What You Should Know About Liposuction
If you're thinking that liposuction is a great way to lose weight, forget about it. Liposuction isn't about weight loss at all. It's all about sculpturing and contouring the body to remove excess fat deposits that aren't willing to go away with diet and exercise no matter how hard you try. It's about looking good in that swimsuit AFTER you've lost all the weight that you're going to lose.
Women love liposuction, but men dabble in it too. Women tend to have it done on their abdomen, thighs, knees, hips, chin or neck while men usually treat their neck, chest, abdomen, and "love handles." In all but a very few isolated instances liposuction is strictly cosmetic which means your insurance company won't be footing the bill for your new belly or butt. Your insurance company MAY get involved, however, if your treatment is prescribed for certain medical conditions including enlarged male breasts in men and certain fat deposits, such as "buffalo hump" which is caused by a hormone imbalance.
Liposuction is a procedure whereby fatty tissue is literally sucked from under the skin using a hollow wand which is attached to a suction device. Local anesthetics and other compounds including saline, and epinephrine are administered to control swelling and bleeding.
Once the patient is prepared the doctor inserts the wand, called a "cannula" through small incisions which are made in the skin. They push and pull the wand through the fatty cells causing them to break up and to be suctioned off along with other body fluids. That's about as complicated as liposuction gets from the actual procedural point of view.
There are several different types of liposuction procedures in use. Each procedure is based upon the amount of fluid which is (or isn't) injected during the procedure. "Dry Liposuction" uses no fluid and is rapidly falling from favor. Next is "wet" where the doctor injects six to eight ounces of ephinephrine, and "superwet" which uses the most fluid. Basically, the more fluid that is injected during the procedure, the less blood that is lost.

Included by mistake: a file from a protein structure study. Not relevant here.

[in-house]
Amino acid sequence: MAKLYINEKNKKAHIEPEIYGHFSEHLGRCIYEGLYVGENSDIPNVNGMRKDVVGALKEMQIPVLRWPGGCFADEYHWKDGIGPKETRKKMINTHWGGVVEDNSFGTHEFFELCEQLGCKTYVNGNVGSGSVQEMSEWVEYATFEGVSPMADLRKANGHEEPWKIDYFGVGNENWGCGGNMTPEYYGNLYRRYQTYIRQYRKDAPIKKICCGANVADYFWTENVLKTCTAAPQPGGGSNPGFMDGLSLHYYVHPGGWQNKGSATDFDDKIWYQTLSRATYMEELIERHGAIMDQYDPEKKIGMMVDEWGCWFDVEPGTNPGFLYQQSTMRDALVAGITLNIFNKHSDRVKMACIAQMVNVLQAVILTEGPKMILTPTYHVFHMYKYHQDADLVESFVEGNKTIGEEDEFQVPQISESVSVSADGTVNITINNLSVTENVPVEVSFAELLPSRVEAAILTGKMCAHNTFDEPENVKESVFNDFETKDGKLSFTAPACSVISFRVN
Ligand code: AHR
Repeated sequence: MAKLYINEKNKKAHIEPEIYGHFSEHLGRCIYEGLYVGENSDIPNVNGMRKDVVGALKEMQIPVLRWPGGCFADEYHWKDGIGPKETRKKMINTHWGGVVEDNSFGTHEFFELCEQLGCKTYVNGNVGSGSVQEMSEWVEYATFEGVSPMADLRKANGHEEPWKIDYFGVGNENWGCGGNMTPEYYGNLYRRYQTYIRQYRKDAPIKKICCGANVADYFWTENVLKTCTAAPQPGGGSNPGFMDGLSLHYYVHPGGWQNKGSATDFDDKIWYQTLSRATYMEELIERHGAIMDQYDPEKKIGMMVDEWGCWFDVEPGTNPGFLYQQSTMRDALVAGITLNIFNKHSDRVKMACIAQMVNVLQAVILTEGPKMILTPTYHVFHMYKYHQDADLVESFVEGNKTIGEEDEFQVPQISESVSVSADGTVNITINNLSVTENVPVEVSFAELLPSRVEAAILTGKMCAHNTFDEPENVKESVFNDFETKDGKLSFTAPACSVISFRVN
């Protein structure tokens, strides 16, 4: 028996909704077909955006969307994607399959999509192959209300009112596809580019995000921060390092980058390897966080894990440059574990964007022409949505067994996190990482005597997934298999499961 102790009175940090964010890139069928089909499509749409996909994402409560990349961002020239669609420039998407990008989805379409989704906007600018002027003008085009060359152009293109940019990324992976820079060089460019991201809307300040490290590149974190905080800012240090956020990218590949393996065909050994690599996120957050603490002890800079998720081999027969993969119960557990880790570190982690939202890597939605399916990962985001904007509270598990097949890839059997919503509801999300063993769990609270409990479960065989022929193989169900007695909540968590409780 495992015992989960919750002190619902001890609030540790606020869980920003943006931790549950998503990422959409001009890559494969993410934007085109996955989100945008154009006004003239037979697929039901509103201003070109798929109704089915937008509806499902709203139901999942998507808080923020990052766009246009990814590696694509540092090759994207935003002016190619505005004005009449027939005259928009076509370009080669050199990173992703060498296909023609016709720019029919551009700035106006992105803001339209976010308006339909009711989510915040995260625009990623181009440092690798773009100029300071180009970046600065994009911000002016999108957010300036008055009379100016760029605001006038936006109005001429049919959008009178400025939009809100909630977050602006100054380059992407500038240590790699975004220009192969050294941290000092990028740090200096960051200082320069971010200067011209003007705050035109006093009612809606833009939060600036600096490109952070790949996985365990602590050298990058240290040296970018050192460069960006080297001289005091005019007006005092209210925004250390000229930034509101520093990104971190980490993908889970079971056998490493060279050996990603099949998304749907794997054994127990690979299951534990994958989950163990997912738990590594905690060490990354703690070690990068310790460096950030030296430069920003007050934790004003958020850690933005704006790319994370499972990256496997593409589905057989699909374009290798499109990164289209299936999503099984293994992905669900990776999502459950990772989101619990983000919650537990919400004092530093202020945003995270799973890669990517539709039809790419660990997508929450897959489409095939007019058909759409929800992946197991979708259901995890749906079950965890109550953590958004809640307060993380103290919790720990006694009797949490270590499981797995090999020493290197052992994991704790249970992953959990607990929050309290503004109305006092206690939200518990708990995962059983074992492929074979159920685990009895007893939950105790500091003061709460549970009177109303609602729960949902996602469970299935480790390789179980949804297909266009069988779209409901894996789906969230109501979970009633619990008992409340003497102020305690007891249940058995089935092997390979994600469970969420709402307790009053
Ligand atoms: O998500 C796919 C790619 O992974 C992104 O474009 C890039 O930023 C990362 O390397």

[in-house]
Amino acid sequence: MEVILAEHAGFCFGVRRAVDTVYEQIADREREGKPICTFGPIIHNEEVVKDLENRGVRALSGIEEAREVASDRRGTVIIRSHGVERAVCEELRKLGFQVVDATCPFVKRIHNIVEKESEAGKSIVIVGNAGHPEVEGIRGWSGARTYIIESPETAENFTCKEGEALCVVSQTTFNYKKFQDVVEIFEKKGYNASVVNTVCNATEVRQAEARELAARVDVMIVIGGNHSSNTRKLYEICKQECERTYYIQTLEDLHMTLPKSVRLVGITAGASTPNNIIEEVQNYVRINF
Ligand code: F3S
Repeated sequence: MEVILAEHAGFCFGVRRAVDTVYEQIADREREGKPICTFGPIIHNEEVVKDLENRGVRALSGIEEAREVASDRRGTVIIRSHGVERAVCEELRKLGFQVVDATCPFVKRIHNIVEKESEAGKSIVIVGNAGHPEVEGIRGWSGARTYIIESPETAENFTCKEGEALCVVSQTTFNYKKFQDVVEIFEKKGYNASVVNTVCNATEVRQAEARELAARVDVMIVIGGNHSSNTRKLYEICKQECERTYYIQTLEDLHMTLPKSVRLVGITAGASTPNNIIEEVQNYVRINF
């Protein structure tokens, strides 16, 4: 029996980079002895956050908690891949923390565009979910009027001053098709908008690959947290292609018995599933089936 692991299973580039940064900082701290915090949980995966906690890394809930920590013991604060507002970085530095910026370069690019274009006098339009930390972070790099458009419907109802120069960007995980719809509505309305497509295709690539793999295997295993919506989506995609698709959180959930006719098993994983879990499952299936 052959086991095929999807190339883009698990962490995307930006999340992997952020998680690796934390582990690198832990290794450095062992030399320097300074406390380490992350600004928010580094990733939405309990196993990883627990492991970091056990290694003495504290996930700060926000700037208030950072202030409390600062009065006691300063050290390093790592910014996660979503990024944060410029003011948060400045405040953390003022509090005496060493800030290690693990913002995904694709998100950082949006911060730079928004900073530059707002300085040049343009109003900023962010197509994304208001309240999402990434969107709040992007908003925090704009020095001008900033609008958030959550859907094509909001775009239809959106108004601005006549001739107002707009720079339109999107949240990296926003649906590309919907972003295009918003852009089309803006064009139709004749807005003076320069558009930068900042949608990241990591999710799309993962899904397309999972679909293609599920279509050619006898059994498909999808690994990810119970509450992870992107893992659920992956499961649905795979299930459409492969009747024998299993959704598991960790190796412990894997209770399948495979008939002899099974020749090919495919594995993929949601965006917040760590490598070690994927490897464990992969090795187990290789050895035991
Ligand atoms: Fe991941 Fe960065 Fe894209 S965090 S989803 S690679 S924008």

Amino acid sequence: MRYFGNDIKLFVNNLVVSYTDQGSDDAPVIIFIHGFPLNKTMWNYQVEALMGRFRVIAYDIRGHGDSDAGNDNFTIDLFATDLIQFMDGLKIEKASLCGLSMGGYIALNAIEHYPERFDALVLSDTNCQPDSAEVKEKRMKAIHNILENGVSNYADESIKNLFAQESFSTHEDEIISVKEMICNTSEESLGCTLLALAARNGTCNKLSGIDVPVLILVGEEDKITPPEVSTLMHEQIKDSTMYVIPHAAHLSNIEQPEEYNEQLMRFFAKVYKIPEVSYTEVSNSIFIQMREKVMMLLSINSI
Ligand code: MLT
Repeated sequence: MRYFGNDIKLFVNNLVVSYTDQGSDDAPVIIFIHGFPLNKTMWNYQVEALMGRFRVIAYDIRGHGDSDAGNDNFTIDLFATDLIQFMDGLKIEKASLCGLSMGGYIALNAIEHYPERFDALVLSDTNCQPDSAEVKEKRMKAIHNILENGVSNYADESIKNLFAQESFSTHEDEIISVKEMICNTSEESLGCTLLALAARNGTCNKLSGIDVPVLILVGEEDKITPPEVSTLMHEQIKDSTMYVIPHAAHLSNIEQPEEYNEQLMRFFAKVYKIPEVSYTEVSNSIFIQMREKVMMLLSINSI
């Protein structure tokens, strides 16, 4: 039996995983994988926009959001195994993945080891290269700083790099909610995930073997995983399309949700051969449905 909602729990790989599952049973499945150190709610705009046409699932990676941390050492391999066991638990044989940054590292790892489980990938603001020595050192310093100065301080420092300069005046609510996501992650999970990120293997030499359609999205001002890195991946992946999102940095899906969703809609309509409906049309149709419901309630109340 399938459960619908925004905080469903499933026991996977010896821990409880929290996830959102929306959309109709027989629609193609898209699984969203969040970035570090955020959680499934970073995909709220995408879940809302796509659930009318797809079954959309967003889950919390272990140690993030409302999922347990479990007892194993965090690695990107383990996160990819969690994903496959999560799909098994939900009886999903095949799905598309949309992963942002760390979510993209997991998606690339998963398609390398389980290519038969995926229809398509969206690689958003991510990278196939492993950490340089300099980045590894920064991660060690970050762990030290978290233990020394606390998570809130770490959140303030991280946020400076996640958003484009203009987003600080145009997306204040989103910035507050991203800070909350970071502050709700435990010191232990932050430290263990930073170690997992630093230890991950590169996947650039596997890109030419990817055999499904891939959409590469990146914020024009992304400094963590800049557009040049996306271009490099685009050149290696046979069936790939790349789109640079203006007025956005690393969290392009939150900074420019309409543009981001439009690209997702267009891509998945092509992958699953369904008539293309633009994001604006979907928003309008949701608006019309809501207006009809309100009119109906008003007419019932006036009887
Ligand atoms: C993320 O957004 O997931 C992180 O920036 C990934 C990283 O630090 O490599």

While the liposuction procedure is relatively safe when performed by a Cosmetic or Plastic Surgeon, it is not without its risks and side effects up to, and including, death in very rare instances (about 20 out of 100,000). Infections have been reported in some cases as well as "seroma" which is a pooling or oozing of body fluid.
Swelling, bruising and locally painful areas are almost a guaranteed side effect of liposuction and you can expect to lose a week or more from work during recovery. In almost all instances the procedure is performed on an outpatient basis and you'll be home the same day.
An unexpected side effect of liposuction is that the fat can return and, often times, it returns to a different area from where it was removed. This is believed to be caused by drops in leptin levels. Leptin is a hormone that is made in fat. When the levels drop it signals the body to take in more food so that it can increase its fat levels to what it "thinks" is normal. This condition is most likely to occur in people who were overweight to begin with yet still sought liposuction as a hopeful "cure".
Any doctor can perform liposuction with as little as 30 minutes "training" on the equipment. However, since there is so much at stake, and the health risks are real, you should only consider treatment by a Board Certified Plastic Surgeon or Board Certified Cosmetic Surgeon who has additional specialized training in liposuction.
Credit: Mike Jones of BodyFAQ.com, the health, body & beauty information site.
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